My daughter is Elizabeth and has always been known as Bethany. From day one people were so vocal about how I couldn’t call her Bethany as it has no relation to Elizabeth. She’s 22 now, although professionally she is known as Elizabeth she still uses Bethany for everything else. Nice to see someone else has done the same.
I came across this article because I have long questioned whether my nickname is connected to my birth name. I go by Lily (because I used to be Lilybet when I was younger) and everyone thinks there is no connection. But it’s nice to know there is 🙂
Also there are so many more than I thought possible! My personal favourites were Elle, Elsie and Liesel. I never liked the B names so much (probably because I connect them to other people) but Bess is one I never thought of and it’s really sweet! xoxo
Kristen Cheng says
A lot of my favourite nicknames for Elizabeth are there but also: Zabette, Elita, Etta, Eliska Lilibet (technically on there) as well as Tillabet and Tessabette (technically more of a pet name)
Great list, Kristen – thank you!
my name is elisabeth i have more then on nickname the one is lizz or lizzy and the other is biz and there is a long story behind the nickname biz
My name is Elizabeth and it’s just never been shortened. Except when i was was really little little my teacher and my friends called me Lizzy. Until we met someone called Lizzie so my friends stopped calling me it. But i’ve always really wanted a nickname. I really liked the nickname Tessa and Liz though.
name is Elizabeth and everyone calls me liz or lizzi, i really like the name elle tho
My youngest sister-in-law is Elizabeth, nicknamed Elisa-Betty. It’s so adorable on her and it somehow fits her sweet, but spunky personality.
my name is Elysabeth (pronounced as Elizabth) My family calls me Elysa(Alyssa), Bella, lys, lysie, lysa or Maria(honestly I don’t know where that came from…) and all my friends call me tetty (like teddy) I can’t remember how it started but it stuck.
I also like Busy, as in Busy Philipps
My grand daughters name is Elisabeth. My son calls her Lily. Her mom goes with Lissie. I like Bess myself.
My sister’s name is Elizabeth. As a child, I started calling her Izzy, and it stuck. She is now known to absolutely everyone, except our Mom who calls her by her real name, as Izzy. She even introduces herself as such. She is 26 now.
I was called Lilibet by my dad as a baby, went by Liz during my teenage years (for convenience reasons – a lot of people will take it upon themselves to call you Liz, assuming that it’s what you prefer), and now go by Elle in my adulthood.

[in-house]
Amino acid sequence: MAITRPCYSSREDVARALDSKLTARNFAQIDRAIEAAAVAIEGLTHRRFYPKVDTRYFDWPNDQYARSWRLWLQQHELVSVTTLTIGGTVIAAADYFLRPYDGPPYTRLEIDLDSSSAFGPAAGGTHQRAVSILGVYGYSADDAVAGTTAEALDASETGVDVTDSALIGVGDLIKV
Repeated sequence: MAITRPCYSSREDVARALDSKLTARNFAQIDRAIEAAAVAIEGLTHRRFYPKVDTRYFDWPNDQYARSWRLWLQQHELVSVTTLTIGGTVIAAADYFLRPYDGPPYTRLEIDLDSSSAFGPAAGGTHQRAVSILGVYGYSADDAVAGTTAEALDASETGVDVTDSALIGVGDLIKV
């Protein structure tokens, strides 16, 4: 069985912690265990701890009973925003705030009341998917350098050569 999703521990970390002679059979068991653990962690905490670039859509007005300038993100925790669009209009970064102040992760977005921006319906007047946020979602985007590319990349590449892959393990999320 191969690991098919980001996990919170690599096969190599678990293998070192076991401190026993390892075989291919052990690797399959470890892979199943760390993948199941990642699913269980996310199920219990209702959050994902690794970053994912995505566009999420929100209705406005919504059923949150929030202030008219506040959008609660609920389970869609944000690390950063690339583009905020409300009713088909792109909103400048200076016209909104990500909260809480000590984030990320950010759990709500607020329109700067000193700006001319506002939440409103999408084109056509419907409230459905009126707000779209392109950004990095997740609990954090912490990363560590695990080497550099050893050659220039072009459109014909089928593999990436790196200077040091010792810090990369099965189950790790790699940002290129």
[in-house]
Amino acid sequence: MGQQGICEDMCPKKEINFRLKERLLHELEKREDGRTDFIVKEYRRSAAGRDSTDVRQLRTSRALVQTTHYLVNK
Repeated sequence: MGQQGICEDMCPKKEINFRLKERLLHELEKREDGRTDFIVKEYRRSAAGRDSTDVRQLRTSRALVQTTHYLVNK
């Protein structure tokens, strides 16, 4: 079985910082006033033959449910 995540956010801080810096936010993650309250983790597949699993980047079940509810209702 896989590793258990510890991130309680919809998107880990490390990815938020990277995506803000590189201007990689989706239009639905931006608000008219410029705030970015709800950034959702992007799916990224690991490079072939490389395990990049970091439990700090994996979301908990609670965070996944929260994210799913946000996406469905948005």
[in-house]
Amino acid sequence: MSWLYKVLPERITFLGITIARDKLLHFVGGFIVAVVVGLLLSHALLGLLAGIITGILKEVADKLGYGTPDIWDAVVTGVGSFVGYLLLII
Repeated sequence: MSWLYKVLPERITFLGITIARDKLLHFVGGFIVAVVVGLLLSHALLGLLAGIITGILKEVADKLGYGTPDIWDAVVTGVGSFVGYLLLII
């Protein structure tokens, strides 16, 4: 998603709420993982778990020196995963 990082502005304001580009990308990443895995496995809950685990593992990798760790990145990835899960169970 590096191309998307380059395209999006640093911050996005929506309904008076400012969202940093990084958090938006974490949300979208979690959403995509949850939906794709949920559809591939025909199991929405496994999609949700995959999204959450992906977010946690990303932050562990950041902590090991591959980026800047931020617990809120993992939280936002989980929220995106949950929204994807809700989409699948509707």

I didn’t mind Liz, but it’s less feminine than Elle.
Lee Anne Bowie says
I call my Elizabeth Lilibet. She was named after relatives named Eliza Bess Betty — none of whom were Elizabeth— and my favorite aunt whose middle name was Elizabeth. Elizabeth was often a middle name in the family.
My daughter’s name is Audrey Elizabeth. We decided on a middle name LOOONG before agreeing on Audrey (it was between that and Caroline), and started calling her Izzi before she was born. Our son’s name is Isaac, and our last name starts with the letter “I”, so it stuck . She’s turning 8 this month and has always been Izzi.
I know an Elizabeth that goes by Libba…
Also I was always under the impression Bonnie was a nn for Elizabeth but have never seen it listed so I must be mistaken…but where does Bonnie come from? Or is it not a nn but simply from Scotland?
My name, Elissa, pronounced Alyssa, was intended to be a derivative of my grandmother’s name, Elizabeth. (She went by Betty.)
My parents wanted to honor her with my name, but they really hated the nicknames Liz and Lizzy, so they shortened it to their favorite part.
Ooh – interesting! And a lovely addition to the list. Thanks Elissa!
Sela, Ellis, Thea & Betsan!
Oooh – lovely additions, Lisa – thanks!
I’ve heard of an Elizabeth nicknamed Liddy, though it seems more conventional to get Liddy from Lydia.
My grandfather’s sister was an Elizabeth nicknamed Bebe.
Ella was the family nickname of two Hessian Princess Elisabeths.
There’s also Betta, Bettina, etc.
LOVE Bebe for Elizabeth – great additions, Andrea!
I went to college with an Elizabeth called Eli!
I know a few others that struck me as interesting and wearable too. I know an Elizabeth called Bethan (like Bethany-sans-y). I think she’s an Elizabeth Anne, but I’m not certain.
I also know an Elizabeth called Bessa, which was inspired by Tessa/Jessa.
I’ve also heard Lizza but I think it sounds like Lizard, so that one’s out for me.
Effie (as on SKINS)! Not uncommon in England. I also knew a Lisa from Elisabeth.
Growing up,kids from my school called me Beth ( sounded old), my paps n big bro called me Bessa,Mum Eliza or full name Elizabeth. High school I choose Lisa and it stuck ( at least with my closest friends )
Elizabeth M Hooten says
My name is Elizabeth but I’ve been called Beth or Bea (which I prefer) my whole life. My Mom wanted me to have a formal sounding name for work and such but a fun one for:other things. The hardest thing about being called Elizabeth us that there are so many variations and people call you by whichever nickname the prefer. Drives me crazy sometimes.